The Adenosine triphosphate (ATP) molecule is the nucleotide known in biochemistry as the "molecular currency" of intracellular energy transfer; that is, ATP is able to store and transport chemical energy within cells.
Yes I just googled that.
So ATP is the fundamental energy unit of aerobic metabolism in the body. Electrolyte imbalance and dehydration both diminish the efficiency of the ATP energy system in the muscle. So can result in earlier onset of muscle fatigue than might otherwise occur.
BUT before you go drinking pints of water and electrolytes, note that it is the actual demand of the workload being placed on the foot muscle that ultimately leads to cramping.
Put it simply a small workload, no cramps. A big workload - bingo! you've got a cramp. And pointing your tippy toes to the ceiling, when you have your legs supported up a wall well - that's a big workload - Who Knew?
Your feet know. If your feet are cramping it's probably because they have been closeted in socks and shoes for so many years that you've probably not really given them a decent workout in decades...
However it is also the demand of the workload (keep those toes pointed) that stimulates the muscle to become stronger, to develop more capacity, so that in the future, the same workload will not lead to muscle fatigue, or in any case will not lead to muscle fatigue so quickly.
So the more you exercise your foot muscles and put your feet in positions that they do not often do the less likely you will be to experience those AAAAAGH moments of foot cramp.
That is why foot cramps are not a bad thing and why I'll often say they are a good sign when they occur during practice.
If you would like to access some instructional videos about foot yoga you can join Kathy White Yoga as a member here
If you would like more instruction from Kathy White - sign up for membership to get access to her online class recordings and instructional videos
5000 or more years ago yoga was developed as a spiritual practice. It was developed to bring people present through working in the body, to bring them closer to God, closer to the divine.
And those ancient yogis of long ago, developed a practice, through use of different forms and positions, that grew out of their bodies, grew out of a culture, grew up in an environment where sitting was not normal.
Sitting in chairs that is.
Those early practioners of Yoga, and those yogis from India who, 1000’s of years later, brought yoga to the west had a very different relationship to sitting. They grew up where, for the most part they would sit crossed legged on the floor or squat. Squat or sit on the floor for everything. Sit cross legged to eat, squat to cook, sit cross legged on the floor to meditate, sit cross-legged to gather and chat, and they would even squat to go to the toilet.
We westerners have grown up on chairs. We strap our babies into push chairs, high chairs, a favourite cry of a parent is for a child to “please sit in your chair”, children for the most part sit in cars or buses to go to school, sit at desks to study with only short periods of physical activity. Then they come home, sit at a table or on a sofa to eat. Sit on a chair to look at a book or screen. And so the western body grows, adapts and is shaped for the chair.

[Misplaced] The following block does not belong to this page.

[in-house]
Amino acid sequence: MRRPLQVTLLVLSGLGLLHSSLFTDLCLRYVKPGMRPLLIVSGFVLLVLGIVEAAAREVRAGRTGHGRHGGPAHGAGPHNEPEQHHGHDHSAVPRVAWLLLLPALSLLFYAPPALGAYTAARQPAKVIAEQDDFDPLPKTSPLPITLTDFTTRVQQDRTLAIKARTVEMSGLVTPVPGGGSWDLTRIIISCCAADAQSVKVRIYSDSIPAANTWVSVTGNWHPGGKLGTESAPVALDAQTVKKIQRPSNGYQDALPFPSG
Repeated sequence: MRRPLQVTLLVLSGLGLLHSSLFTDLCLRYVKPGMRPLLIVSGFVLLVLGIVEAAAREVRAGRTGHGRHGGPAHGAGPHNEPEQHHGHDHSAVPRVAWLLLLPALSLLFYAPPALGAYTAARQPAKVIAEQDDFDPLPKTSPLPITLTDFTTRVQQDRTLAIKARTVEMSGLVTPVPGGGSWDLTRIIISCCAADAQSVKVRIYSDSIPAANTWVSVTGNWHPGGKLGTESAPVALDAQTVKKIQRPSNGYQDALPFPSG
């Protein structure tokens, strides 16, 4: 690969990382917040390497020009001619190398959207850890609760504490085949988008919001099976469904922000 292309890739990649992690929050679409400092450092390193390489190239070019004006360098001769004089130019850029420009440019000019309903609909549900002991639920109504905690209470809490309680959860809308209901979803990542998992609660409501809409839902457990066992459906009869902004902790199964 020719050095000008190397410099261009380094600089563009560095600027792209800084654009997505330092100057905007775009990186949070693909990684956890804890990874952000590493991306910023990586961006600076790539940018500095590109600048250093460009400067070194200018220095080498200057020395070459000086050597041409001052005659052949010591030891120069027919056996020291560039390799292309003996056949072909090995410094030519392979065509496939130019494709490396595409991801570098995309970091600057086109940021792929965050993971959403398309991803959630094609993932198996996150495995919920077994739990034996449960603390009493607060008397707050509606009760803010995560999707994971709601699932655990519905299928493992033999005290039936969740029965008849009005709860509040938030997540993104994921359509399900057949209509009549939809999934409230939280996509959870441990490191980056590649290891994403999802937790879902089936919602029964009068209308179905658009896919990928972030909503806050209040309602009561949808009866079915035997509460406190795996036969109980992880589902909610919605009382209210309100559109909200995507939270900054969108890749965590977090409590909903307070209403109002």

So what happens when this western body tries to practice the postures from the yogis who grew up squatting? Basically the western body is not ready for these asanas. The westerner with their limited hip mobility finds yoga too challenging. This is why many men avoid yoga. It therefore makes sense that the typical yoga practioner in the west is often a woman, and a woman who happens to have a degree of hyper mobility. Or is just more able to bend and stretch because of female hormonal adaptations preparing her pelvis for childbirth ( whether or not she is pregnant).
What we need to do when we practice yoga is to find kindness and patience for the body who never got a chance to open in the hips, for the body that was condemned to sitting in a chair. We can relax and let go of trying to pretend we are an ancient yogi and remember those postures were developed in a different era.
And so Kaiut has been adapted for us, and gives us a practice and helps counterbalance the habits in the hips that come from the chair affect. And as well as practicing regularly, we can sit on the floor to watch television, read a book. We can put our laptop on the floor to surf the internet. We can go out into nature and have more picnics on the ground. We can be mindful to walk rather than take the car. And we can be gentle on our mat in our practice.
If you would like to access the instructional video of how to sit on a bolster and have an antidote for chair sitting - join Kathy White Yoga as a member
Are we just like sheep, being herded into thinking about aging the same way everyone does?
What blueprint do you have about aging? Have you questioned it?
Although I have been practicing Yoga since my 20's, as I moved past the age of 50 I started feeling niggles and pains in my bones and hips and realised that I was just blindly accepting this as part of the aging process.
Although I have pretty good role models for aging - my grandmother was still driving a car at the age of 94. My parents today are 83 and 87 and pretty healthy and active (they are off on a trip to Sri Lanka as I write this)
Yet still I didn't question these physical issues that were arising. I took them as normal.
We don't stop dancing because we get old, we get old because we stop dancing. Anon